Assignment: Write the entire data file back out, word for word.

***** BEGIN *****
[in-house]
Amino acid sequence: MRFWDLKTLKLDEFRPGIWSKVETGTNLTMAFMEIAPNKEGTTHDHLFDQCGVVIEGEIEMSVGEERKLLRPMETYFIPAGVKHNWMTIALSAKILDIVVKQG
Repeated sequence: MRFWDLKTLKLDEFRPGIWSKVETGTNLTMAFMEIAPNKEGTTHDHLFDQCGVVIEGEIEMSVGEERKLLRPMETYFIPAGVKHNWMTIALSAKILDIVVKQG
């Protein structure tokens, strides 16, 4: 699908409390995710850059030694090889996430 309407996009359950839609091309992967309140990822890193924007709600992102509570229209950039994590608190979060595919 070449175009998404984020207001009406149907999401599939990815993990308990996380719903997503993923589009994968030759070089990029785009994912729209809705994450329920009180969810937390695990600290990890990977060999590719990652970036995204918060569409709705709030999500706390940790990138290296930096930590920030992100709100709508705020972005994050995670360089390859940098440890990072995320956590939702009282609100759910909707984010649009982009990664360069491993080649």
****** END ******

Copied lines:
[in-house]
Amino acid sequence: MRFWDLKTLKLDEFRPGIWSKVETGTNLTMAFMEIAPNKEGTTHDHLFDQCGVVIEGEIEMSVGEERKLLRPMETYFIPAGVKHNWMTIALSAKILDIVVKQG
Repeated sequence: MRFWDLKTLKLDEFRPGIWSKVETGTNLTMAFMEIAPNKEGTTHDHLFDQCGVVIEGEIEMSVGEERKLLRPMETYFIPAGVKHNWMTIALSAKILDIVVKQG
């Protein structure tokens, strides 16, 4: 699908409390995710850059030694090889996430 309407996009359950839609091309992967309140990822890193924007709600992102509570229209950039994590608190979060595919 070449175009998404984020207001009406149907999401599939990815993990308990996380719903997503993923589009994968030759070089990029785009994912729209809705994450329920009180969810937390695990600290990890990977060999590719990652970036995204918060569409709705709030999500706390940790990138290296930096930590920030992100709100709508705020972005994050995670360089390859940098440890990072995320956590939702009282609100759910909707984010649009982009990664360069491993080649």